Ryanair says on track for record profit, but Brexit risks linger

Budget carrier Ryanair Holdings said it remains on track for its highest-ever profit this year despite Britain's vote to leave the European Union, but warned it may yet have to review guidance since Brexit had created huge uncertainty.

Chief Executive Officer Michael O'Leary said in an online presentation to investors on Monday that there remains a very real risk that profit guidance will be cut later in the year, but he "did not see the evidence to justify" a cut right now.

Ryanair going mainstream?

On Monday Europe's largest airline by passenger numbers reiterated a forecast made before the June 23 Brexit referendum that profit after tax would grow 13 percent in the year to end-March 2017 to between 1.38 billion euros ($1.51 billion) and 1.43 billion euros.

"I don't think any other airline in Europe will be delivering or forecasting that kind of profit growth, but all of the clouds on the horizon suggest there are significant risks to the downside in the second half of the year," O'Leary said.

Rival easyJet last week said it was unable to give an earnings forecast in the aftermath of Brexit, a deadly attack in Nice and an attempted coup in Turkey, while Germany's Lufthansa warned on profit.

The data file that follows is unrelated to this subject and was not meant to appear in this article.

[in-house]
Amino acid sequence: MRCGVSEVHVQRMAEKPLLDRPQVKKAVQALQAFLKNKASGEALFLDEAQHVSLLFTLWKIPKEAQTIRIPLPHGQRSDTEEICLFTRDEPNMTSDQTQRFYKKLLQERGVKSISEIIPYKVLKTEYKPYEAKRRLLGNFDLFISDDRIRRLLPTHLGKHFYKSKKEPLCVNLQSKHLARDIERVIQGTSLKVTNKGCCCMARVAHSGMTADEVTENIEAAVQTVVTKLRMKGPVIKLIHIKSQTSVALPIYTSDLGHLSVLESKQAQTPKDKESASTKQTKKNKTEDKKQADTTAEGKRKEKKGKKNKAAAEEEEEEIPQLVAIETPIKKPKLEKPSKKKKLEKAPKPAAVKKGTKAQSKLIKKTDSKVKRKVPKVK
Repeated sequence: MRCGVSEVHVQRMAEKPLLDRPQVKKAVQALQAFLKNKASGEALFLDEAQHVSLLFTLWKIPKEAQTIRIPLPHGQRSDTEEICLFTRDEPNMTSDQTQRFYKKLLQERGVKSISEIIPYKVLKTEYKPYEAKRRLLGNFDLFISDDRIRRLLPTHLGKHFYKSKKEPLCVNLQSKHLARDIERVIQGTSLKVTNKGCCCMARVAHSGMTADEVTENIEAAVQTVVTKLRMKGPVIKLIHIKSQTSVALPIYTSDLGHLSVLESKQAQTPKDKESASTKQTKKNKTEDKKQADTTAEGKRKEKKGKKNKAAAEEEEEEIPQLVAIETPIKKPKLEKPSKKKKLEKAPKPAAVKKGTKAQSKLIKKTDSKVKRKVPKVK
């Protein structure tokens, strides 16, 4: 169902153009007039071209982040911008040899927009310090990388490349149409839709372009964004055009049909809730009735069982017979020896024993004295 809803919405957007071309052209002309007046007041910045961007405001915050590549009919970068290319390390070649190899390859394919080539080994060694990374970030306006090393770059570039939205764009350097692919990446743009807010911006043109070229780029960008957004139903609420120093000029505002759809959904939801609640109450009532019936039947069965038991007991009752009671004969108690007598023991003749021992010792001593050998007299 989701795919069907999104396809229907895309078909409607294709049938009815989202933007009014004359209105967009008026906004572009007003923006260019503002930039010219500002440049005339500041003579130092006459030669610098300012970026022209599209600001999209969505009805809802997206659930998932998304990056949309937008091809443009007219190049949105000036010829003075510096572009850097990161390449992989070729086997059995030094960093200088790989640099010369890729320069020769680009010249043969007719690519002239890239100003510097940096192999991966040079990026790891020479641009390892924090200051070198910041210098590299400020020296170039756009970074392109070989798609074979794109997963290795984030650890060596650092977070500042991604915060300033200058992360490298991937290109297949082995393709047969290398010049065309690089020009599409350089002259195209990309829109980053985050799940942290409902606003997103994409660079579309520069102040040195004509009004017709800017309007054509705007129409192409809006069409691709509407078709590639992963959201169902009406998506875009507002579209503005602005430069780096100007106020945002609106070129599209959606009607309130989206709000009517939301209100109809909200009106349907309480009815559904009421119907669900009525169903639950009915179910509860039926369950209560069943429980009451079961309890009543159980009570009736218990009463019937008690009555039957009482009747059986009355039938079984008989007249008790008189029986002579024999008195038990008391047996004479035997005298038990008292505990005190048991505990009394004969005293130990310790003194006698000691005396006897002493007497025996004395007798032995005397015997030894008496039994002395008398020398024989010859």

O'Leary said in a statement Ryanair would offset the impact of a fall in the value of sterling since the Brexit vote by shifting some capacity away from Britain starting this winter.

"We will pivot our growth away from U.K. airports and focus more on growing at our EU airports over the next two years. This winter we will cut capacity and frequency on many London Stansted routes (although no routes will close) where we are already significantly ahead of our multiyear traffic growth targets," the investor update said.

He warned the company faced further disruption if Britain failed to secure access to Europe's Open Skies agreement, but that these risks would be manageable.

Ryanair flies 40 million of its 100 million-plus passengers a year to and from Britain and has its largest hub at London's Stansted Airport.

The carrier said a combination of Brexit, militant attacks in Europe and air traffic control strikes had hit average fares, which would fall by an average of 8 percent in the six months to September compared with an earlier forecast of a fall of up to 7 percent.

It maintained its forecast of a fall in fares of between 10 percent and 12 percent in the winter months, compared with a year ago, but lower fares will increase passenger numbers to 117 million from an earlier forecast of 116 million.

Ryanair's share price hit an all-time high in January as a drive to boost customer service levels helped it to increase passenger numbers by more than a third in three years.

But it has fallen 20 percent since the Brexit vote amid concerns it would face a triple whammy of weaker sterling, a British recession and increased regulatory hurdles.

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